Students provided labor for most of Langston’s support services. This was done under a work/study program in which a small core of permanently employed professionals supervised student workers. More than 90% of the students participated in the work/study program.

Under the program, each student worked four to six hours per day in exchange for room, board, laundry, and tuition costs. In the 1930s, this was equivalent to about 17 dollars per month. Students worked in one of several areas: the dining hall, kitchen, laundry, grounds maintenance, repair service, a labor force supporting building and facility construction, the dairy, or at one of the many agriculture related facilities.

Students not enrolled in work/study programs, faced a major problem — finding food!! This was a significant challenge during the Depression. In many situations students dropped out of school simply because they could not feed themselves. Ora Ellis became a victim of this situation as we will explain later in this chapter.


An overweight student was seldom encountered at Langston. Those entering the school overweight were significantly slimmer within a short period of time. The food provided in the dining hall was just enough for survival. The most common foods were those harvested from the school’s student-run vegetable fields and dairy. The Ellis brothers often joke about a degree from Langston being one of the best weight loss programs available at the time. Jim Ellis remembers several times walking the 68 miles, to and from Chandler, “just to get some of Mama’s home cooking.”

Tables large enough to accommodate 12 students at one sitting were neatly arranged in the dining room. There were several shifts for eating, with each group of students being given a specific time to eat. Seating was on a “first come, first served” basis. As the tables filled, the dining room servers would bring sufficient food for exactly 12 people. The food was placed on the table in large bowls and passed from person to person. It was important that each person only took his or her fair share of food. This guaranteed everyone at the table would be fed. There were usually no second helpings.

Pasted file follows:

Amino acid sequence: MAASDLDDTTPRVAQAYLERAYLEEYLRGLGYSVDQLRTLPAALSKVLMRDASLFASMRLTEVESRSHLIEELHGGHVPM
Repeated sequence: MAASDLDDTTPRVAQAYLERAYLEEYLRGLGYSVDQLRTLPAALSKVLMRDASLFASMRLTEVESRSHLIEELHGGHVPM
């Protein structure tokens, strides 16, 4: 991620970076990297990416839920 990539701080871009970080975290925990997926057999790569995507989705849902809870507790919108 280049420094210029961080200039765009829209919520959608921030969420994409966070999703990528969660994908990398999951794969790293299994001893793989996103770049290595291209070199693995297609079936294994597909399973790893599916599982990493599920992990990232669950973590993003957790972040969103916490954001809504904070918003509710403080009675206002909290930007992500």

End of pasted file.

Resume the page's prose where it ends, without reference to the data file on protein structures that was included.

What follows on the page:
A typical day’s menu follows: Breakfast — scrambled eggs with brains, sausage, toast, grits and gravy, and coffee or tea. Lunch — macaroni and cheese, hotdogs, and black-eyed peas.  Dinner — chicken or pork, with vegetables and bread. The Saturday evening meal was the most notorious. The menu consisted of peanut butter and molasses with large biscuits. This meal was sometimes referred to as the “Saturday Night Special.” Peanut butter was well liked because portions could be saved and eaten later or shared with friends who did not have dining hall privileges. Saturday night social events often carried the smell of peanut butter eaten several hours before.

One alumni remembers an interesting incident when he entered Langston in 1938. Upon entering the dining hall for the first time, he found all seats were taken, with the exception of one chair at a table of upper class women. He hesitantly occupied the last chair at the table just as the servers were placing the bowls of steaming food before the waiting students. The girl at the head of the table immediately began passing the bowls to her right. She was careful to make sure the last person to receive the platter of food was the freshman who had just seated himself on her left. As she began passing the first bowl, she asked in a sarcastic tone, “How did this crab get in here?” “Crab” was the nickname given to freshmen by upperclassmen. One of the other girls at the table asked, “What Crab?” The response was, “That big black one sitting over there.” The banter among the upper class girls continued with more insulting comments, but no eye contact with the unsuspecting newcomer. The freshman said nothing and politely waited for the platters of food to reach him. Each platter was completely empty by the time it arrived in his hands. The last two persons sitting to the freshman’s left meticulously made sure the last piece or spoonful of each item was taken before it reached him. For the remainder of the meal, the upper class girls casually ate and conversed among themselves as if the freshman at the table did not exist. From then on, that freshman and all who had observed his plight, knew where not to sit.


Ora had an interesting beginning to his first short stay at Langston. In 1933, at the age of seventeen, Ora reported to Langston to register for the fall term. The first step was a personal interview with the University’s president. Early in the morning, Ora reported to the President’s office and stood at the end of a short line of students waiting to seek the president’s personal approval to enter the school.